Message from the Director: Moving the Needle Beyond the Status Quo

For nearly 30 years, my spring semester has begun with the Identification of Giftedness class.  I enjoy the students, the topic, and the opportunity to stay current on the advancements in the broad field of gifted education.  One example of advancement includes the gradual paradigm shift from the generally gifted individual to include a new paradigm of talent development, in which specific talent domains are recognized and developed along a trajectory of novice to excellence and even eminence. A second advancement involves the recognition of twice-exceptionality — that is, high cognitive ability along with a learning disorder or social impairment, such as an autism spectrum disorder (ASD), that impedes realization of the full academic potential of an individual.  Yet, despite advancements over several decades, both the process for identification of students and the programs for delivery of curriculum and services remain largely the same. How do we move the needle beyond the status quo?  An initial step is increasing awareness of the issues. In this first message of 2019, I will review three issues and recommend an approach.  

Issue #1 Defining Giftedness:  Nearly every textbook addresses this very broad topic first, as do I, probably because we have to arrive at the very critical point that giftedness is a social construct and as such, it defies definition.  True, many educators will label students as gifted, but giftedness is not a “state of being” despite the fact that there is a label. We cannot measure talent or giftedness, but we can measure aspects of cognitive development that are associated with giftedness, including verbal reasoning, nonverbal reasoning, processing of information, and short-term memory.  We can also measure aptitude or potential in specific domains of talent such as math, reading, music, and sports, to name just a few.  As well, we can affirm that there are students in every classroom and in every school who, as described in the current federal definition of giftedness:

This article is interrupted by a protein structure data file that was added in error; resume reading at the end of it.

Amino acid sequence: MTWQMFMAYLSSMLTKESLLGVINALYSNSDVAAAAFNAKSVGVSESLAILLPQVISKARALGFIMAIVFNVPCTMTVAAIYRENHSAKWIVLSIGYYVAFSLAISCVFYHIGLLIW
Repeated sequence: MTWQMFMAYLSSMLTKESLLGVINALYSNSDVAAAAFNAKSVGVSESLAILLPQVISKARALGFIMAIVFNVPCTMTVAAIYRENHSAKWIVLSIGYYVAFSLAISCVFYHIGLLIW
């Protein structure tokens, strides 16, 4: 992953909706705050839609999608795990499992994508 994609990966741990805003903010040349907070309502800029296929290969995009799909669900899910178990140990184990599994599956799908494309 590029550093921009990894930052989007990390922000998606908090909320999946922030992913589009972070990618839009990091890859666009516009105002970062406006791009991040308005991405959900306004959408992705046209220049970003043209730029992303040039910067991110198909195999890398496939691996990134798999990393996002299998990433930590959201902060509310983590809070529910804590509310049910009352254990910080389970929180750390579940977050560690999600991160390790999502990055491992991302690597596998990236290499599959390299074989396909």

“give evidence of high achievement capability in areas such as intellectual, creative, artistic, or leadership capacity, or in specific academic fields, and who need services and activities not ordinarily provided by the school in order to fully develop those capabilities.”

In class, after we finish the section on the definition vs. non-definition, we move immediately into the areas that relate to the “evidence,” of high achievement, intelligence, creativity, etc. I always start with intelligence – another social construct — and more specifically, cognitive ability, because in most schools the gifted program for elementary students is based on identifying students with high cognitive ability and high achievement.  It is with the words “evidence” and “high,” which imply measurement and comparison or judgment, where we have controversy in the field.  Sometimes that controversy is quiet and simmers just below a surface of collegial cordiality. Other times, vociferous arguments threaten to divide the field.

Issue #2 Use of Tests to Identify Students: One significant area of controversy relates to testing and the use of the tests – intelligence tests in particular – for determining eligibility for programs.  In fact, the words “intelligence,” giftedness,” and “genius,” which are each a social construct, are inextricably intertwined and have been for a century, since Lewis Terman, developer of the Stanford-Binet Intelligence Scales, launched in 1921 a longitudinal study that would be published over many decades and volumes.  The first of five volumes of Genetic Studies of Genius appeared in 1926 and the last, by Terman and M.H. Oden, Genetic Studies of Genius: Vol. V.  The Gifted Group at Mid-Life was published in 1959.